Rental Car Computers to Map Out Directions
Beginning soon, travelers who fly into Orlando International Airport and opt for Avis rental cars may be able to get a car that knows more about the city than they do. Small computer terminals displaying map and routing advice will be available in about 200 Avis rental cars in Orlando, Fla., beginning the last week of February. Called Travtek, the terminals will display the best routes and indicate areas of traffic congestion, as well as offer information on local attractions and events.
Two and a half years in development, Travtek includes a keyboard into which the driver types the current location of the car and the ultimate destination. The terminal--which is on the dash to the right of the steering wheel--then displays the best route. Travtek is a joint project of the American Automobile Assn., Avis, the U.S. Department of Transportation, General Motors, the Florida State Department of Transportation and the city of Orlando. Initially, Avis cars containing Travtek will be available only by reservation through AAA, to be picked up at Avis’ airport outlet. There will be no extra charge for renting cars containing the monitors.
Travel Quiz: What Central American country is the only one not on the Atlantic Coast?
Gambling on Asian Games: Starting Monday, Atlantic City casinos will introduce a new game called Sic Bo in an attempt to keep the business of Asian-American players who otherwise might travel to Las Vegas to play it. The ancient Chinese gambling game is popular in Asia and Nevada, but has never been offered in Atlantic City casinos. It uses three dice, a simple fact that belies the game’s complexity. Pai Gow, a Chinese game traditionally played with tiles but also played in a poker-type variation--which also is popular in Las Vegas and in such Los Angeles-area casinos as the Bicycle Club in Bell Gardens--will make its Atlantic City debut some time in 1992. A spokeswoman for Caesers Atlantic City said a large percentage of casino patrons are of Asian origin.
Flight to the Finnish: Attention Californians of Finnish descent (there are nearly 60,000 of you). In honor of Finland’s 75th anniversary, 1992 has been declared “Homecoming Year"--and those whose roots are in Finland have been invited to visit during the yearlong celebration. Events will begin in January and include a reindeer driving competition, ice sculpture contests, a nine-hole ice golf tournament played on the frozen Kemijoki River at the Arctic Circle and other more mainstream events, such as music and theater festivals. For those trying to trace their roots, special computer assistance will be available throughout the year. For more information, contact the Finnish Tourist Board, 655 3rd Ave., 18th Floor, New York 10017, (212) 949-2333.
Quick Fact: States that spent the most on building and maintaining roads in 1990: California ($2,498,066,000), Texas ($2,366,817,000), Pennsylvania ($1,931,216,000), New York ($1,791,604,000), Illinois ($1,631,785,000). (Source: Federal Highway Administration.)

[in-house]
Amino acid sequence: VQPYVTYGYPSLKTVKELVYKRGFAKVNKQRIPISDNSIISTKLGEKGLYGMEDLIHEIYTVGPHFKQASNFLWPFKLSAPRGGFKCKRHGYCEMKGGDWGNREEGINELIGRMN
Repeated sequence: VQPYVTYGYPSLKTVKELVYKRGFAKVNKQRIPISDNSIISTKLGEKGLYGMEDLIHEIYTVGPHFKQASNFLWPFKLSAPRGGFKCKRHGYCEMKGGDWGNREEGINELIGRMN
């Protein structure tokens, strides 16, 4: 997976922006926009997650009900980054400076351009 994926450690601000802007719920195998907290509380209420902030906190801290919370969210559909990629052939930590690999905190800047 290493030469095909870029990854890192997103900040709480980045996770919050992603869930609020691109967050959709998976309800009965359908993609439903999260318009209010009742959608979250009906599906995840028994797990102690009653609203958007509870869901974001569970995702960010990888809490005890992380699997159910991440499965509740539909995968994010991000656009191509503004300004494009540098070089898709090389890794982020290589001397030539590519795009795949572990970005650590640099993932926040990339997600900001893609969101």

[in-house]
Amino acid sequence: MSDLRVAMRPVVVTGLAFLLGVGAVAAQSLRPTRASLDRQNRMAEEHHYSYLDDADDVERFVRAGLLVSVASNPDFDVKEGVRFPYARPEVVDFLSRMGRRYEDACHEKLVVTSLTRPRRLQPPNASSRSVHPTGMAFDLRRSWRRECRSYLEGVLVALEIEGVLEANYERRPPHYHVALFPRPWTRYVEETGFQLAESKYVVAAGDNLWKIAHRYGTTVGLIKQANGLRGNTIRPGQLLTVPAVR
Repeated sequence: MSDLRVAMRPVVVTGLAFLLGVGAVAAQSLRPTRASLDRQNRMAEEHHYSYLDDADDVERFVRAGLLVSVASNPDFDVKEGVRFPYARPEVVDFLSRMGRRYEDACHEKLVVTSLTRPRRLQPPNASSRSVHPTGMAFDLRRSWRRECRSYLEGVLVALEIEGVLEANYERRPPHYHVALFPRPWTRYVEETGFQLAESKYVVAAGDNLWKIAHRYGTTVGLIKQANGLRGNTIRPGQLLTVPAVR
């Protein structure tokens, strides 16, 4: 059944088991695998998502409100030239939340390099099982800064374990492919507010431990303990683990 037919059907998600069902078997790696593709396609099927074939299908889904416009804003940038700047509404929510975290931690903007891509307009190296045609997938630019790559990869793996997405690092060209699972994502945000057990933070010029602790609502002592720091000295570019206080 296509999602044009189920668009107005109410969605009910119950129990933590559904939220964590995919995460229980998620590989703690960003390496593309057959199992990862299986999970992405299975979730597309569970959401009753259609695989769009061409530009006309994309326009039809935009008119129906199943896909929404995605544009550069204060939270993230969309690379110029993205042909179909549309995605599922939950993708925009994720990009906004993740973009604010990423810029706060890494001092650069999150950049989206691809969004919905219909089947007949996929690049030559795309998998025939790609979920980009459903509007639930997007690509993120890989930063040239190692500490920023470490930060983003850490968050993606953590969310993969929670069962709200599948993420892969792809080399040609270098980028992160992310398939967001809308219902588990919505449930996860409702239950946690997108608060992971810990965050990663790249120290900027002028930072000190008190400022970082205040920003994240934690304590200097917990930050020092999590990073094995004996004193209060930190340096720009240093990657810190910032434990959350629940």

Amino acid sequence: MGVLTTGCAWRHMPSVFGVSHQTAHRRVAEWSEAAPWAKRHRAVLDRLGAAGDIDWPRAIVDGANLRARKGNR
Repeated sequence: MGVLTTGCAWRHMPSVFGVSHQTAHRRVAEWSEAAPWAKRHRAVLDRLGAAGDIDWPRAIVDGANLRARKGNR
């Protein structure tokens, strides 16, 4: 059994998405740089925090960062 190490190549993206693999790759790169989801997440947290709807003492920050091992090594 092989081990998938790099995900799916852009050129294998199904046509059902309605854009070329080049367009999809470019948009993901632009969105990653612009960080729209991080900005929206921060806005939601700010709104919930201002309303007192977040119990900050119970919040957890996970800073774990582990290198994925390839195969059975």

New York Restaurant Bills Holding: Considering that the average per-person price is $67.21 at the 20 most expensive New York City restaurants, visitors to the city will be happy to hear that the latest trend in prices is noflation . That’s according to the Zagat Survey, publisher of travel and restaurant guidebooks. Restaurant prices, based on cost per meal, have either stayed flat or nudged downward this year. Asked how their dining patterns have changed in the past two years, diners told the survey that they had become more discriminating and are drawn to more healthy food selections; to informal neighborhood settings; to fresh, authentic ethnic cuisines and, above all, to value. (The average price of the 20 most expensive restaurants in Los Angeles is a mere $50.13.)
Defer Travel to Mali: The State Department is advising U.S. citizens to defer all nonessential travel to the West African nation of Mali, especially north of the Niger River in the regions surrounding the cities of Kidal, Gao, Timbuktu and Mopti. Incidents in these areas have involved banditry, vehicle thefts and insurgent attacks along major travel routes, near the principal cities and in smaller towns. Victims have included foreigners. The travel warning urges U.S. citizens to contact the U.S. Embassy upon arrival in Mali to register their presence and to receive updated security information.
Just the Fax: A new phone service by Official Airline Guides, an Oak Brook, Ill.-based company that tracks flight fares for publication in newspapers across the country, lets consumers comparison-shop for best air fares and seat availability. OAG FlightFax provides information by phone or fax. Callers can get schedule and fare information for up to seven one-way or round-trip flights per call. Calls are paid for in blocks of 10 trips. The cost is $49 for a 10-trip query. OAG supplies information only; it does not make reservations. For more information, call (800) DIAL-OAG.
Comparatively Speaking: Gasoline pump prices per gallon for March, 1991, in Milan, Italy: $4.75. Dublin, Ireland: $3.90. London: $2.96. Auckland, New Zealand: $2.12. Toronto: $1.79. Washington: $1.15. Caracas, Venezuela: 24 cents. (Source: Runzheimer International.)
Fair Warning: Dunsmuir House & Gardens, a turn-of-the-century California estate in Oakland, is welcoming guests with hot spiced cider, music and carefully decorated stately chambers for a special Edwardian Christmas through next Sunday, Dec. 22. Thirty holiday trees will adorn 37 rooms on the 40-acre estate. There will be carriage rides, and volunteers dressed in costume will be available to answer the questions of visitors on self-guided tours. For more information, call Dunsmuir House at (415) 562-0328.
Quiz Answer: El Salvador.